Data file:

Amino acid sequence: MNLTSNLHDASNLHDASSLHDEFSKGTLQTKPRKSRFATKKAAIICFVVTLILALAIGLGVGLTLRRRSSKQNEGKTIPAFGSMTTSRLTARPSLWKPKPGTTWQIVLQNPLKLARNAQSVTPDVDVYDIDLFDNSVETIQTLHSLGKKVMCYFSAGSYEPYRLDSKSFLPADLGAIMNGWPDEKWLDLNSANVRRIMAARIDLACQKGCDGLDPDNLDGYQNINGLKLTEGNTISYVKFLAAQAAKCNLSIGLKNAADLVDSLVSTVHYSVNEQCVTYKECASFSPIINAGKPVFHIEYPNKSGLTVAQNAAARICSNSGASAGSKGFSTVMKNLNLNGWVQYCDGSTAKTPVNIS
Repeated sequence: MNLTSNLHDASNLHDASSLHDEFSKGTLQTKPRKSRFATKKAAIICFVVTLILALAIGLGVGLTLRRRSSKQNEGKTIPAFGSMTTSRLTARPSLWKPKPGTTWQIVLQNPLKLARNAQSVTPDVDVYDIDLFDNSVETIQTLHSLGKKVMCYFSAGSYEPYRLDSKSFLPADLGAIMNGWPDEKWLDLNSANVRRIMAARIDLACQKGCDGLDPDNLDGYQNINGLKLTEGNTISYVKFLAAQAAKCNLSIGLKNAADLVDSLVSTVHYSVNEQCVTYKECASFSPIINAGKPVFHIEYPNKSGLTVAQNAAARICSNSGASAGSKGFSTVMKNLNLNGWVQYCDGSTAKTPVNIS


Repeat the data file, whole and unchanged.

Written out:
Amino acid sequence: MNLTSNLHDASNLHDASSLHDEFSKGTLQTKPRKSRFATKKAAIICFVVTLILALAIGLGVGLTLRRRSSKQNEGKTIPAFGSMTTSRLTARPSLWKPKPGTTWQIVLQNPLKLARNAQSVTPDVDVYDIDLFDNSVETIQTLHSLGKKVMCYFSAGSYEPYRLDSKSFLPADLGAIMNGWPDEKWLDLNSANVRRIMAARIDLACQKGCDGLDPDNLDGYQNINGLKLTEGNTISYVKFLAAQAAKCNLSIGLKNAADLVDSLVSTVHYSVNEQCVTYKECASFSPIINAGKPVFHIEYPNKSGLTVAQNAAARICSNSGASAGSKGFSTVMKNLNLNGWVQYCDGSTAKTPVNIS
Repeated sequence: MNLTSNLHDASNLHDASSLHDEFSKGTLQTKPRKSRFATKKAAIICFVVTLILALAIGLGVGLTLRRRSSKQNEGKTIPAFGSMTTSRLTARPSLWKPKPGTTWQIVLQNPLKLARNAQSVTPDVDVYDIDLFDNSVETIQTLHSLGKKVMCYFSAGSYEPYRLDSKSFLPADLGAIMNGWPDEKWLDLNSANVRRIMAARIDLACQKGCDGLDPDNLDGYQNINGLKLTEGNTISYVKFLAAQAAKCNLSIGLKNAADLVDSLVSTVHYSVNEQCVTYKECASFSPIINAGKPVFHIEYPNKSGLTVAQNAAARICSNSGASAGSKGFSTVMKNLNLNGWVQYCDGSTAKTPVNIS